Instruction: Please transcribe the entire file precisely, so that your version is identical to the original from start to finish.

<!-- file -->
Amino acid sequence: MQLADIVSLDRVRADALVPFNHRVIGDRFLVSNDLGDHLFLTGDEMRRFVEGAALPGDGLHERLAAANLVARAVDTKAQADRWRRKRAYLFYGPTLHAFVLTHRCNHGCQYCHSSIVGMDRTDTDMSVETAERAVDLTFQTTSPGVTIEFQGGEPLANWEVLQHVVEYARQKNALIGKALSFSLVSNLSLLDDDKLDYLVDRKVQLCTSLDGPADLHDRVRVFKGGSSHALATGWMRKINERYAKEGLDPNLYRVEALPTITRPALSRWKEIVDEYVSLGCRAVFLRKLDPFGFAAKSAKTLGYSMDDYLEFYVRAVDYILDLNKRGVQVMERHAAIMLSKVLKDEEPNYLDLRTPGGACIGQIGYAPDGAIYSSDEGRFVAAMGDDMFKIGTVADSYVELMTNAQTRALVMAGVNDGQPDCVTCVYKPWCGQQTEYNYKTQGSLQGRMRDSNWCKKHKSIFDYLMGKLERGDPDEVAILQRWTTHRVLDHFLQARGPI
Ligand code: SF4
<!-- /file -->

Amino acid sequence: MQLADIVSLDRVRADALVPFNHRVIGDRFLVSNDLGDHLFLTGDEMRRFVEGAALPGDGLHERLAAANLVARAVDTKAQADRWRRKRAYLFYGPTLHAFVLTHRCNHGCQYCHSSIVGMDRTDTDMSVETAERAVDLTFQTTSPGVTIEFQGGEPLANWEVLQHVVEYARQKNALIGKALSFSLVSNLSLLDDDKLDYLVDRKVQLCTSLDGPADLHDRVRVFKGGSSHALATGWMRKINERYAKEGLDPNLYRVEALPTITRPALSRWKEIVDEYVSLGCRAVFLRKLDPFGFAAKSAKTLGYSMDDYLEFYVRAVDYILDLNKRGVQVMERHAAIMLSKVLKDEEPNYLDLRTPGGACIGQIGYAPDGAIYSSDEGRFVAAMGDDMFKIGTVADSYVELMTNAQTRALVMAGVNDGQPDCVTCVYKPWCGQQTEYNYKTQGSLQGRMRDSNWCKKHKSIFDYLMGKLERGDPDEVAILQRWTTHRVLDHFLQARGPI
Ligand code: SF4